3 Big Things Today, March 27
1. Soybeans, Corn Modestly Higher as Fears of a Trade War Subside
Soybean and corn futures were modestly higher in overnight trading as fears of a trade war subside.
Talks between the U.S. and China concerning recently imposed or suggested tariffs are ongoing, which is encouraging traders who were concerned that the Asian country, the biggest importer of soybeans, would impose levies against U.S. oilseeds. China Premier Li Kegiang reportedly met with a delegation from the U.S. and said a trade war isn't desirable.
The U.S. has already imposed tariffs against steel and aluminum, and President Trump last week suggested adding duties to Chinese goods valued from $50 billion to $60 billion. China responded by suggesting it would put tariffs on $3 billion worth of U.S. goods, and while soybeans weren’t included, many feared its government would eventually add excises on the oilseeds.
Officials from the two countries, however, seem to be working on a deal that would avoid that. Traders seem cautiously optimistic.
Soybean futures for May delivery gained 5¢ to $10.30½ a bushel overnight on the Chicago Board of Trade. Soymeal rose $2.50 to $377.50 a short ton, and soy oil was up 0.04¢ to 31.50¢ a pound.
Corn futures for May delivery rose 1¼¢ to $3.75¼ a bushel in Chicago.
Wheat for May delivery fell ¾¢ to $4.53½ a bushel overnight, while Kansas City futures declined 2½¢ to $4.65¾ a bushel.
2. Export Inspections of Corn, Wheat Down Week to Week, Soybeans Improve
Export inspections of corn and wheat plunged week to week, while soybeans rose, according to the USDA.
The USDA inspected 1.15 million metric tons of corn for delivery to overseas buyer in the week that ended on March 22, the government said in a report. That’s down from 1.44 million tons a week earlier, and 1.57 million tons a year earlier.
Wheat inspections totaled 278,815 metric tons, down from 476,467 tons seven days earlier, according to the USDA. The government examined 546,209 tons during the same week in 2017.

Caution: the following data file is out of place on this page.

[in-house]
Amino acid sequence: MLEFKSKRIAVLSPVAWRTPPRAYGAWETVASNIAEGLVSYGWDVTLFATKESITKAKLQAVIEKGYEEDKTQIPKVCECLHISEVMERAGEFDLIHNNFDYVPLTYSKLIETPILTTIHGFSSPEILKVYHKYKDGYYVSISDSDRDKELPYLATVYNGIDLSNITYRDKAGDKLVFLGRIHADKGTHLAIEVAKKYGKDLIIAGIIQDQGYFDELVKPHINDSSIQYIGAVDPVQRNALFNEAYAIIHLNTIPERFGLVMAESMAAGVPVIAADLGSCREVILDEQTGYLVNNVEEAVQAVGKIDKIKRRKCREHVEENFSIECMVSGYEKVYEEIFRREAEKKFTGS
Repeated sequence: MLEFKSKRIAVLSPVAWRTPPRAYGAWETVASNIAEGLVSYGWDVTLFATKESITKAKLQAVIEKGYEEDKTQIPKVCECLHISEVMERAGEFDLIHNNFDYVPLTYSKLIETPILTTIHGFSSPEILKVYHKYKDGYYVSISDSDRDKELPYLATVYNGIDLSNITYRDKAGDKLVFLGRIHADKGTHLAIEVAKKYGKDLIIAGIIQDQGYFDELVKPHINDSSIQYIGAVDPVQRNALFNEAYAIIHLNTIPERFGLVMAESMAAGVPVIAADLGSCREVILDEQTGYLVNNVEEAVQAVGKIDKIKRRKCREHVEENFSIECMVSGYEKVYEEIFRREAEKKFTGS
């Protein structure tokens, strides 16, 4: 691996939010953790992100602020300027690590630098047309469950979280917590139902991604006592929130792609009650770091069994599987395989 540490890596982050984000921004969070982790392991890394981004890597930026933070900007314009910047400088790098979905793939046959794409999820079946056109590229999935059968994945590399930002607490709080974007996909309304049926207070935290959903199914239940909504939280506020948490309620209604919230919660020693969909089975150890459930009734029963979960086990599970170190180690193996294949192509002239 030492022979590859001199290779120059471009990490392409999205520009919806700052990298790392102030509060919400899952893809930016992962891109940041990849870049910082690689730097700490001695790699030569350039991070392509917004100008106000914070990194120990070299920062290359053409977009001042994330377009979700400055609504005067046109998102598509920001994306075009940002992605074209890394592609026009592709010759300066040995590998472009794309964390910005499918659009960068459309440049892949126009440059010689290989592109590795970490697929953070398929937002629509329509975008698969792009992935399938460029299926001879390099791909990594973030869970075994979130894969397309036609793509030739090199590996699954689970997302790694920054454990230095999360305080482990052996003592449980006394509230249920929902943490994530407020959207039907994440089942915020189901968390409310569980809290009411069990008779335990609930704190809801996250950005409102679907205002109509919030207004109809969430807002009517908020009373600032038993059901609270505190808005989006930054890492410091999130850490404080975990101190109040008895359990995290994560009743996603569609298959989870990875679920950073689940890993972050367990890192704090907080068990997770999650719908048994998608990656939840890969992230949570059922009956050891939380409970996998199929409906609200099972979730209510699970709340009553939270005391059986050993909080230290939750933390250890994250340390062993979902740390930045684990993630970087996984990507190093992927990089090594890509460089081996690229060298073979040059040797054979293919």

Inspections of soybeans were reported at 584,612 metric tons last week, up from 499,987 tons seven days prior and 556,400 tons a year earlier, the agency said.
As it has been for most of the year, inspections of all three crops for overseas delivery lag their year-ago pace. Corn examinations since the start of the marketing year on September 1 totaled 22.9 million metric tons, well below 31.9 million during the same period last year.
Soybean inspections came in at 40.8 million tons through March 22, down from 46.4 million tons last year, according to USDA data.
Wheat inspections since the start of the grain’s marketing year on June 1 were reported at 19.4 million tons, below the 21.3 million during the same period a year earlier, the agency said.
3. Large Storm System Stretching From Texas to Indiana to Bring Rain, Possibly Hail to Region
A large storm system is making its way across a wide swath of land stretching from east Texas to central Indiana.
Parts of Illinois, Missouri, Arkansas, Oklahoma, Mississippi, and Louisiana are also getting hit by the storm, according to maps from the National Weather Service.
“A slow-moving weather system will bring several days of severe weather and heavy rain from the Southern Plains to the Tennessee Valley,” the NWS said in a report early Tuesday morning.
The heaviest rainfall totals are expected tomorrow across parts of Louisiana, Arkansas, and Mississippi where more than 5 inches of rain are possible, the agency said.
Rains may exacerbate ongoing flooding, and very large hail, damaging winds, and isolated tornadoes are possible in the region, according to the NWS.